Head further south for some true backcountry adventures—tents and hammocks only—in South Carolina’s incredible Congaree National Park, which preserves the largest tract of old-growth bottomland hardwood forest left in the US. If it's an underwater adventure you’re after, boat down to Biscayne National Park in the northern Florida Keys and get your fill of coral reefs, dive sites, mangrove forests, and wildlife watching.

The Southwest

The Grand Canyon is, without a doubt, the premier natural attraction in the Southwest, but several other natural phenomena make the region worthy of a visit. Big Bend National Park in Texas has very minimal light pollution, making it one of the best places in the country for stargazing, while New Mexico is home to White Sands National Park and its rolling dunes of rare, white gypsum sand that you can hike, tour on horseback, and even sled down. Travel further south through the state to Carlsbad Caverns National Park, a must-see labyrinth of more than 100 caves and stalactites. Pitch a tent in the backcountry (no lodging in the park) or set up your RV in the surrounding BLM land.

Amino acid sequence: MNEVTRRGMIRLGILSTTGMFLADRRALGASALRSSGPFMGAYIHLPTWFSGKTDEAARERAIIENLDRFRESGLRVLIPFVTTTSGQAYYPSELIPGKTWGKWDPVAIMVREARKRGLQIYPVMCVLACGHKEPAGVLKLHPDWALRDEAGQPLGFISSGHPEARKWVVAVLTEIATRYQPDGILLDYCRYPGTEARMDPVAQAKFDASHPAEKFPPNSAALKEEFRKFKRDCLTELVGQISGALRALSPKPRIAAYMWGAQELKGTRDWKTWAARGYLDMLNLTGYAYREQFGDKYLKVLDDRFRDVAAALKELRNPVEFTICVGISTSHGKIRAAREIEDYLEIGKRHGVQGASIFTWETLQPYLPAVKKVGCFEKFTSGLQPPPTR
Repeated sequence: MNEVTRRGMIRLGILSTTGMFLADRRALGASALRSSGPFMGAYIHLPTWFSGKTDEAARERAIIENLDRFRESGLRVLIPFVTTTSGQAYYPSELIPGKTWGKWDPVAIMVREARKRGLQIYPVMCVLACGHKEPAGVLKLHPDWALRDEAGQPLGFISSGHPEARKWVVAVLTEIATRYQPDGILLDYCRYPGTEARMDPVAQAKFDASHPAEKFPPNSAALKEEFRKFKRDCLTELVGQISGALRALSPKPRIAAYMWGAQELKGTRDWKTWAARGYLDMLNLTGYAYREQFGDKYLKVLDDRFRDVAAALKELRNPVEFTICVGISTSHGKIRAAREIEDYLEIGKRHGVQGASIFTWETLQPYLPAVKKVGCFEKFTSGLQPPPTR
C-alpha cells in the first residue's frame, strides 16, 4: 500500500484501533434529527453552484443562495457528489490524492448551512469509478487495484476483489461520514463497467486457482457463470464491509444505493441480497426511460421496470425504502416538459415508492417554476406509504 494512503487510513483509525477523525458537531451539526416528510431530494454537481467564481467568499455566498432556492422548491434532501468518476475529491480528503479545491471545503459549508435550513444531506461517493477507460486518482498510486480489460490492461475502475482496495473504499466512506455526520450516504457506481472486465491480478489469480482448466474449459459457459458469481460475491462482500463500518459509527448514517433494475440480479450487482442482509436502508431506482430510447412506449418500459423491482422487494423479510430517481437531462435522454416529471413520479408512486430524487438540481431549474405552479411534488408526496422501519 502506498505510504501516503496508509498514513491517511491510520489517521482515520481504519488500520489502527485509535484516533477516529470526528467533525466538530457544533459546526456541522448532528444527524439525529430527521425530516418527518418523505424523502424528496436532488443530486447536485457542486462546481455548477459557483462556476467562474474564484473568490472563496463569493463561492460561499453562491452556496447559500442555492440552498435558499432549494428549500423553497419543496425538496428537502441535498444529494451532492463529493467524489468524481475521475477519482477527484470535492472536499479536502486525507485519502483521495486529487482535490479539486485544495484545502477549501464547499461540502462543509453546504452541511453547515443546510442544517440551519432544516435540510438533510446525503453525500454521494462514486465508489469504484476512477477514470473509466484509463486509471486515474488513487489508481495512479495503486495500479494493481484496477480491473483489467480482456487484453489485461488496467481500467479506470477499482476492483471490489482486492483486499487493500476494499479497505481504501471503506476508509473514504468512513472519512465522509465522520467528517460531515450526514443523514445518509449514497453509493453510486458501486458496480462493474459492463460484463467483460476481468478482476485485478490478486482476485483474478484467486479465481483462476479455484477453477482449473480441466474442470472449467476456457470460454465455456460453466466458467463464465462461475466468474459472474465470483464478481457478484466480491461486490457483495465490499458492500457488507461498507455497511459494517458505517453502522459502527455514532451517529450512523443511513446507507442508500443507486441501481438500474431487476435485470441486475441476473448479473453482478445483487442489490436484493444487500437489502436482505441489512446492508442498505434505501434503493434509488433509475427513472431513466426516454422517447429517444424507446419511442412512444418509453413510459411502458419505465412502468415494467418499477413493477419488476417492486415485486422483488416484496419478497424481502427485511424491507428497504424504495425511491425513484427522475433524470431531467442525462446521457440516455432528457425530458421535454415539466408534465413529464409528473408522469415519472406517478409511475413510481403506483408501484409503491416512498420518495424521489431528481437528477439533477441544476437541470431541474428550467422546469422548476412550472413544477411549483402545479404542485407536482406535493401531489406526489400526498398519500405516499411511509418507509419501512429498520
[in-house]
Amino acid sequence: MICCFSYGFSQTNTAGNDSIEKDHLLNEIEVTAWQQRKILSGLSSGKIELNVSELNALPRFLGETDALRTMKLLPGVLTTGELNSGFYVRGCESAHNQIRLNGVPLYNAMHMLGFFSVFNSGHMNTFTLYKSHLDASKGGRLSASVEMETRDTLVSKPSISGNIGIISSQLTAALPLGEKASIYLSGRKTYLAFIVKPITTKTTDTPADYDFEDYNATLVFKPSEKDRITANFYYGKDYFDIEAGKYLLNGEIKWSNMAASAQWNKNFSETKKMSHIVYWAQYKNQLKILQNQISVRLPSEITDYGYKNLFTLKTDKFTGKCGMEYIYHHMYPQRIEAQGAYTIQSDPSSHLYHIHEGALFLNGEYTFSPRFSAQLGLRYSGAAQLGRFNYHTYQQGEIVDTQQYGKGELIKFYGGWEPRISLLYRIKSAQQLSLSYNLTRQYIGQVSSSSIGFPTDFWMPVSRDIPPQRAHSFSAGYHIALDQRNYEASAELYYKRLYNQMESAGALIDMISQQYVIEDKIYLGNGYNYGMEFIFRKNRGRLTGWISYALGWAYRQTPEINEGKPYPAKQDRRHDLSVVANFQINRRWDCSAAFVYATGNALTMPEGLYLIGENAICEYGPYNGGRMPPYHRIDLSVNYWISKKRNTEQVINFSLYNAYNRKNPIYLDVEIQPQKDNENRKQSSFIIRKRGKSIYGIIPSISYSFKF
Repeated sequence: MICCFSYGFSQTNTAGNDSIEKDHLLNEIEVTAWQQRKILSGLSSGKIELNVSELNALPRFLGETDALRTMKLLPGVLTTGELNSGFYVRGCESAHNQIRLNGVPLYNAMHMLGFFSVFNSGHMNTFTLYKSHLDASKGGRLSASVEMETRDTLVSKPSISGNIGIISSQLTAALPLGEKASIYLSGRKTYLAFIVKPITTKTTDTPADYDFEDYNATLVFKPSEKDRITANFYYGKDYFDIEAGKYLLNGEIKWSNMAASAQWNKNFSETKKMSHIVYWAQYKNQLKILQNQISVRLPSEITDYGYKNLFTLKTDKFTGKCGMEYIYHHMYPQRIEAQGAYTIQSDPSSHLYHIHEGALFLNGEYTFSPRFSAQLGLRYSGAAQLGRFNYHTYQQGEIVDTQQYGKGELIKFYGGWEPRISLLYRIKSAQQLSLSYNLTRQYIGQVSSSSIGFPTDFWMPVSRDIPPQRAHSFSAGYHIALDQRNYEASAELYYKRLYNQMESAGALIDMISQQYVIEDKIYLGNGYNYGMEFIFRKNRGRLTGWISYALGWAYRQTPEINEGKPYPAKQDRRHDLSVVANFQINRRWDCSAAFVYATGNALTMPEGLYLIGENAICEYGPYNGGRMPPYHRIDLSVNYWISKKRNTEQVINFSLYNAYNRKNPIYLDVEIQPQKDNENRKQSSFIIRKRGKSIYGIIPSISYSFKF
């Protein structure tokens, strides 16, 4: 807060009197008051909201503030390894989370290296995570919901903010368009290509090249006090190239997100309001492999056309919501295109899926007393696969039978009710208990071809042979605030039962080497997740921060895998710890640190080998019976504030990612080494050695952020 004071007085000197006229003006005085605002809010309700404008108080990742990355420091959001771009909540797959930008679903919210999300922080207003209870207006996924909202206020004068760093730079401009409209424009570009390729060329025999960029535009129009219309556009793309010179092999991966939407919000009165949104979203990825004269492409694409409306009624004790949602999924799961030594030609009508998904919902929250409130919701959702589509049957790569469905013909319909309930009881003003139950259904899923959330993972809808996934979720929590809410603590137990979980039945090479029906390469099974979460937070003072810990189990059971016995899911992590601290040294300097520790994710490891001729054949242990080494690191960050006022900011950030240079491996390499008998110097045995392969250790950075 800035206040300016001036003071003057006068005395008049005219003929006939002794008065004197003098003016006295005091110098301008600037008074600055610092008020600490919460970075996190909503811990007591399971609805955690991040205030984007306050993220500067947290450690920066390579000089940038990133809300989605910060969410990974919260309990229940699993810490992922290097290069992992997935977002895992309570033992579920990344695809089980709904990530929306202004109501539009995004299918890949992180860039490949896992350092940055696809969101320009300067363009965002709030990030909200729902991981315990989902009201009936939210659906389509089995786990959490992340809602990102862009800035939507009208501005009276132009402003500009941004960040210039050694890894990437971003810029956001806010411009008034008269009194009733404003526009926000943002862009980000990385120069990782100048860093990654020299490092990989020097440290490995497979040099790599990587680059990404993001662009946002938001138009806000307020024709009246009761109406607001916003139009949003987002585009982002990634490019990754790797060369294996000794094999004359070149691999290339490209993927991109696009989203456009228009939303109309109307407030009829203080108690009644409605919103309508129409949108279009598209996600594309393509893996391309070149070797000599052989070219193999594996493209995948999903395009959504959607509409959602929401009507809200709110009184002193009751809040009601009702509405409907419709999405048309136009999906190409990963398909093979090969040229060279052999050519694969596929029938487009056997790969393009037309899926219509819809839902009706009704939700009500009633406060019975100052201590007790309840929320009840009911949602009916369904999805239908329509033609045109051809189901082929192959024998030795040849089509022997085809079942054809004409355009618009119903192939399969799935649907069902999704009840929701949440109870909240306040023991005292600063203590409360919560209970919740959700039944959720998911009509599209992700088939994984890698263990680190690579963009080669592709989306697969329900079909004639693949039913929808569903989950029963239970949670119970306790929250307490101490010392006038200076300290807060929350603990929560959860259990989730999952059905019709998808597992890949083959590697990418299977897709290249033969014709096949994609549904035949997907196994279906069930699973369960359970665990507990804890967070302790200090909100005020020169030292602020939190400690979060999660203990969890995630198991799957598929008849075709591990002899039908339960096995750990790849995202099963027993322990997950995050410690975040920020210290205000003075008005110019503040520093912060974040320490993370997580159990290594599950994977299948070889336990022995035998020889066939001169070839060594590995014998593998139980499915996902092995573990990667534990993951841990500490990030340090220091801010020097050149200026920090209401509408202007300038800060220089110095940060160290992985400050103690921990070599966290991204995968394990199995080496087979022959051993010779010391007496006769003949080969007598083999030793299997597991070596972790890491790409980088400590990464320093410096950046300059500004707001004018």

America's West Coast

West coast, best coast? Boasting wild landscapes and natural wonders at (almost) every turn, some argue the American West is a true camper’s paradise. America’s first national park, Yellowstone covers parts of Montana, Wyoming, and Idaho, and features more than 300 hypothermal geysers, including Old Faithful. For majestic scenery, try California, where you can find massive sequoia trees, waterfalls, and granite rock formations in Yosemite National Park, or panoramic views of stark desert at Joshua Tree National Park, named for the iconic, twisted, trees for which the park gets its name. One of the most ecologically diverse parks in the Pacific Northwest, Washington state’s Olympic National Park features three distinct ecosystems: glacier-capped mountains, rainforests, and the Pacific Coast. Stay at a campsite near the ocean and you might even catch a glimpse of humpback, sperm, or blue whales. 

Even farther west, visitors flock to Haleakalā National Park on the Hawaiian island of Maui to see spectacular sunrises and sunsets from the summit of the park’s namesake dormant volcano. Equally as magical are the glaciers in Alaska’s Glacier Bay National Park and Preserve, where you can spend your days exploring misty fjords and your nights sleeping under the stars with puffins and whales nearby.